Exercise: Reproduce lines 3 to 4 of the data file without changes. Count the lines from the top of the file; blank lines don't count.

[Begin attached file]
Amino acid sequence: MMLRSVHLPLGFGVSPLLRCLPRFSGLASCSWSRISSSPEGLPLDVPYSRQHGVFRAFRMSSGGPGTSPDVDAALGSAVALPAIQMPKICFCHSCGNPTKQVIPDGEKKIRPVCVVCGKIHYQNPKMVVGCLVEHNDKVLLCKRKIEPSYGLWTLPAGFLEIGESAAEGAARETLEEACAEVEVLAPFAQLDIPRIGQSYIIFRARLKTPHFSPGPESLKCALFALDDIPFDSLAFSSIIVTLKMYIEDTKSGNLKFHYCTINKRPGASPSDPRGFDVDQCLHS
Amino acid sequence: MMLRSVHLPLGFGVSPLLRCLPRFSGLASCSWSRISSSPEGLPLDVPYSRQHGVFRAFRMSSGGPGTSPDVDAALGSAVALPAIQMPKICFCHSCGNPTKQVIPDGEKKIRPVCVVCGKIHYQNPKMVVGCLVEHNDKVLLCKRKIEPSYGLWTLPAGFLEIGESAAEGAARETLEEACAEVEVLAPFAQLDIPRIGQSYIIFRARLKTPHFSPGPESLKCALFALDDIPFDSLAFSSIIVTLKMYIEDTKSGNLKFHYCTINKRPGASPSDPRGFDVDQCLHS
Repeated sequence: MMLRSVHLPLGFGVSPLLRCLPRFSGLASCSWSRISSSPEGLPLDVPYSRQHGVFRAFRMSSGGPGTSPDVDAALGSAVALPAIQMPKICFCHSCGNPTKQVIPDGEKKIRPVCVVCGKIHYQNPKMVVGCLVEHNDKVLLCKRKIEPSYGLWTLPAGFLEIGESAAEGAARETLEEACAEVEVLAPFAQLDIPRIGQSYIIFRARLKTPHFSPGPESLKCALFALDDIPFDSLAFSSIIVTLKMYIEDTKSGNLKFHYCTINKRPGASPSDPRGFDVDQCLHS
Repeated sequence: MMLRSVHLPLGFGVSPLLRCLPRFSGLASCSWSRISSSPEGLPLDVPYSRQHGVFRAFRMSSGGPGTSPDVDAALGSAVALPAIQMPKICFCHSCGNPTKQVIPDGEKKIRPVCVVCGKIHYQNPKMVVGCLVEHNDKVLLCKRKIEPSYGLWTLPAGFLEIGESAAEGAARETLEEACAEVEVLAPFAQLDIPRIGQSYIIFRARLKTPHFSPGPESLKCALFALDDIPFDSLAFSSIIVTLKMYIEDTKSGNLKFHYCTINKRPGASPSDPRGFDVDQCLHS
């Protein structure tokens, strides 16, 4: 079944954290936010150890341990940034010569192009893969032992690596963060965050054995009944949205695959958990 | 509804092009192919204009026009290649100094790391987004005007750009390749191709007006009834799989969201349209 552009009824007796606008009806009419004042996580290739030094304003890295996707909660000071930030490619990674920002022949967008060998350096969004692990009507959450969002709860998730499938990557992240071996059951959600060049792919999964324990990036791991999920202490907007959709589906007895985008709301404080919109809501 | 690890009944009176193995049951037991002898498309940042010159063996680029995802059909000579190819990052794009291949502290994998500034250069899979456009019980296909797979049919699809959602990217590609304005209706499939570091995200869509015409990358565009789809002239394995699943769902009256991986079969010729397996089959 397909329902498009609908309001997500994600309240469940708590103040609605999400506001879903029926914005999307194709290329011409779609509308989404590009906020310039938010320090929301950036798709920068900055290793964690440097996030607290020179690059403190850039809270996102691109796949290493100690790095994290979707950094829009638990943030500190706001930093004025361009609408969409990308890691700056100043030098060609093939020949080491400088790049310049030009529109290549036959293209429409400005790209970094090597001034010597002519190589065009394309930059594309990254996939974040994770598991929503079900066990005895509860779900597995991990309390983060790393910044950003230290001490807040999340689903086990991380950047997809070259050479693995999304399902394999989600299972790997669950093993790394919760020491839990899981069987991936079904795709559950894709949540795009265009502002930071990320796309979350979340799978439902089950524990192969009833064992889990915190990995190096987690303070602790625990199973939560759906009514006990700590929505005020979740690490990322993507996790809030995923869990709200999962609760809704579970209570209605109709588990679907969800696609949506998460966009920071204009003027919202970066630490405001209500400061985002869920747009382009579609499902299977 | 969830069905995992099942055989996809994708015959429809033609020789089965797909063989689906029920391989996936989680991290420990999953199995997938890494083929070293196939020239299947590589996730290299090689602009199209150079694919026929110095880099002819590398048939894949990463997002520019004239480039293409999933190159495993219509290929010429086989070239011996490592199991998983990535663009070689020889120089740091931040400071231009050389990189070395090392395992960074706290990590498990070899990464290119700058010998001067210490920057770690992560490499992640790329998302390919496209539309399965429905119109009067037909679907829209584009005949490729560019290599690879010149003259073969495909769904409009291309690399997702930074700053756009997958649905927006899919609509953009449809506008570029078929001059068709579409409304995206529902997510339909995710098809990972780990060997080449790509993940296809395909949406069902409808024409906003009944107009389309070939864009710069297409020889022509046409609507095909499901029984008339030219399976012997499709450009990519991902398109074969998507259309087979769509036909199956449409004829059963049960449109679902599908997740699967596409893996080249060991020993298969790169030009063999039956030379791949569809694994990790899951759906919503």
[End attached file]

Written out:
Repeated sequence: MMLRSVHLPLGFGVSPLLRCLPRFSGLASCSWSRISSSPEGLPLDVPYSRQHGVFRAFRMSSGGPGTSPDVDAALGSAVALPAIQMPKICFCHSCGNPTKQVIPDGEKKIRPVCVVCGKIHYQNPKMVVGCLVEHNDKVLLCKRKIEPSYGLWTLPAGFLEIGESAAEGAARETLEEACAEVEVLAPFAQLDIPRIGQSYIIFRARLKTPHFSPGPESLKCALFALDDIPFDSLAFSSIIVTLKMYIEDTKSGNLKFHYCTINKRPGASPSDPRGFDVDQCLHS
Repeated sequence: MMLRSVHLPLGFGVSPLLRCLPRFSGLASCSWSRISSSPEGLPLDVPYSRQHGVFRAFRMSSGGPGTSPDVDAALGSAVALPAIQMPKICFCHSCGNPTKQVIPDGEKKIRPVCVVCGKIHYQNPKMVVGCLVEHNDKVLLCKRKIEPSYGLWTLPAGFLEIGESAAEGAARETLEEACAEVEVLAPFAQLDIPRIGQSYIIFRARLKTPHFSPGPESLKCALFALDDIPFDSLAFSSIIVTLKMYIEDTKSGNLKFHYCTINKRPGASPSDPRGFDVDQCLHS